Welcome to the Flaming Faggot

Callovia is called "the boundless empire" yet you have managed to find its northern border - a notorious roadhouse deep within the Madrasan Marches on the edge of the wilds of Llanvirnesse. The sign above the door reads "Flaming Faggot," which would suggest a cozy, homey inn with fresh biscuits served at teatime if not for the severed troll heads mounted on pikes at the gate.

As you cross the threshold the raucous din quiets momentarily as all eyes dart to the door and calloused hands drop instinctively to well-worn sword hilts. The threat, instantly assessed, is dismissed and roadhouse patrons go about their business hardly missing a beat.

Grim, hard-eyed men huddle around tables in close conversation thick with conspiracy; caravan guards gamble away their earnings; Caemric rangers sit close to the fireplace cooking the damp of the Black Annis from their clothes as they warm their innards with Red Dragon Ale; minstrels play and buxom wenches dance for the pleasure of men who pay them little attention - until they need a companion to warm their bed.

As you approach the bar, a huge, bald barman with a greatsword slung across his back slides a mug of freshly-pulled ale towards you, its frothy head dripping over the rim.

"Pull up a seat, lad," he says, "and let me tell you a tale of high adventure."

Thursday, May 27, 2010

Pewter, and Plastic, and Lead - Oh My!

I've suffered most of my life from OCD - obsessive collecting disorder.  When I was a kid I collected just about everything: rocks, stamps, coins, trading cards, you name it.  Most of those minor dalliances fell by the wayside at the age of fourteen when I discovered Dungeons and Dragons and found a new focus for my compulsion: those fascinating little metal miniatures.

I still remember my very first miniatures: a package of large-nosed floppy-eared goblins with spears guarding a naked woman in shackles.  I can't, for the life of me, remember the company that made them, but I do remember taking the bus downtown early Saturday morning to buy miniatures for my very first D&D game; I was running my friends through Keep on the Borderlands later that afternoon and needed some goblins for the Caves of Chaos.  The naked chick was an added bonus.  I rushed home and quickly painted my new miniatures with a thick coat of glossy Testors enamel paint and a new obsession was born.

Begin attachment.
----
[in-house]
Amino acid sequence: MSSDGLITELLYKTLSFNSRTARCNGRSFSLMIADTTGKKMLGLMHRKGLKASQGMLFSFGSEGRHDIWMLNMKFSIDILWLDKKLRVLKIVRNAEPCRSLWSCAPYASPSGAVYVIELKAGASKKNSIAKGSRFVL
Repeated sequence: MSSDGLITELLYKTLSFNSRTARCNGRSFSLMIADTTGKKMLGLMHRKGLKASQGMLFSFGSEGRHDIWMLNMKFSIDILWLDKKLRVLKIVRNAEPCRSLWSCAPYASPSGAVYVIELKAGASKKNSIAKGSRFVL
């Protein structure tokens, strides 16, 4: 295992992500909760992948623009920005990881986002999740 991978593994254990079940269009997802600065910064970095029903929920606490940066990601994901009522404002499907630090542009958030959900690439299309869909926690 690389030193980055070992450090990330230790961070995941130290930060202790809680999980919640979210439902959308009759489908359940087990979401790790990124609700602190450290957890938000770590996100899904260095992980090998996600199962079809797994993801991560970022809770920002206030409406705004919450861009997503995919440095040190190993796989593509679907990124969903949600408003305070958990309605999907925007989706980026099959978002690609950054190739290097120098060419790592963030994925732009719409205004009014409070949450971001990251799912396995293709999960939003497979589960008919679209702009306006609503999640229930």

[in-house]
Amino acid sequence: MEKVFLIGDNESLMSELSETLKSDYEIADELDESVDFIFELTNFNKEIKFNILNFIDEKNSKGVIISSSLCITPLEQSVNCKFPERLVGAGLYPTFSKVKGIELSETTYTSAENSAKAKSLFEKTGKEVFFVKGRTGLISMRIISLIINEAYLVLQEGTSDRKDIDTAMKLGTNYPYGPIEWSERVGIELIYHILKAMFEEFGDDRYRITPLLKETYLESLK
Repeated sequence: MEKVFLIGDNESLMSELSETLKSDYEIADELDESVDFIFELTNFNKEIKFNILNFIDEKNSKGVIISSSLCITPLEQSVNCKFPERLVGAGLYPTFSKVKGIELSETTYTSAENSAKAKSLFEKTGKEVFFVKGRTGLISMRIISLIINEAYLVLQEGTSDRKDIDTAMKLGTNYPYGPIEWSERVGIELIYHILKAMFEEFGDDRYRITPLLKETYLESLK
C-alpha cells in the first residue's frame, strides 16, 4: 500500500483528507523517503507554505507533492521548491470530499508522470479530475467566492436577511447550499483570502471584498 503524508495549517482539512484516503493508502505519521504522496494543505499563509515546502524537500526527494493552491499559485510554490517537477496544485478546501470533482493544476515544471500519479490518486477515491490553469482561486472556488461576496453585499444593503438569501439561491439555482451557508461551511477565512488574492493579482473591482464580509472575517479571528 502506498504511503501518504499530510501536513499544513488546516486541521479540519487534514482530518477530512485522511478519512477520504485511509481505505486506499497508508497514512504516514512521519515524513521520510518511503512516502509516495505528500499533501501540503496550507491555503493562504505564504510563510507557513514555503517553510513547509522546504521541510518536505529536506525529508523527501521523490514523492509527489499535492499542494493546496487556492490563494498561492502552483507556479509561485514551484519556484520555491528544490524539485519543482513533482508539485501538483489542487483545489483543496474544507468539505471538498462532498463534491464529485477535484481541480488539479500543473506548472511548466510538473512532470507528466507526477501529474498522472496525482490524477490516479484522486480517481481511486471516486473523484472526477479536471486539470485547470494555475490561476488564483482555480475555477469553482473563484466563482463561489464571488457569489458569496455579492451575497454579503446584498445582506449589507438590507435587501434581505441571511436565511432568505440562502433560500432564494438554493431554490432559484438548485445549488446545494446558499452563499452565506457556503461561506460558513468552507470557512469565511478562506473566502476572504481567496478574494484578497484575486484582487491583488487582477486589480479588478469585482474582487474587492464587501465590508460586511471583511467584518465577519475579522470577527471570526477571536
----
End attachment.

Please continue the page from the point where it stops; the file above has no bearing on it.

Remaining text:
From that day on, whenever I manage to scrape up a couple of dollars, a new Ral Partha would be added to my ever-growing collection, and by the time I graduated from high school I had a fairly impressive selection of the miniatures of the early '80's.  Sadly, few of them survived my mother's rather ruthless purge of my childhood treasures after I left home, but I do still have some of those early miniatures to look back on - usually in horror, given the awful paint-jobs.

My miniature collecting was curtailed sharply during my 'living-out-of-a-dufflebag' years while I was in the navy, followed by my 'scrambling-to-find-money-for-food-and-rent' years while I was in university, but middle age and disposable income has allowed me to grow my miniature collections to heretofore unseen numbers.  I've finally been able to indulge in Warhammer - something I've been longing to do ever since the game was first released, and I've recently added War of the Ring and Warhammer 40K to my repertoire of miniatures games.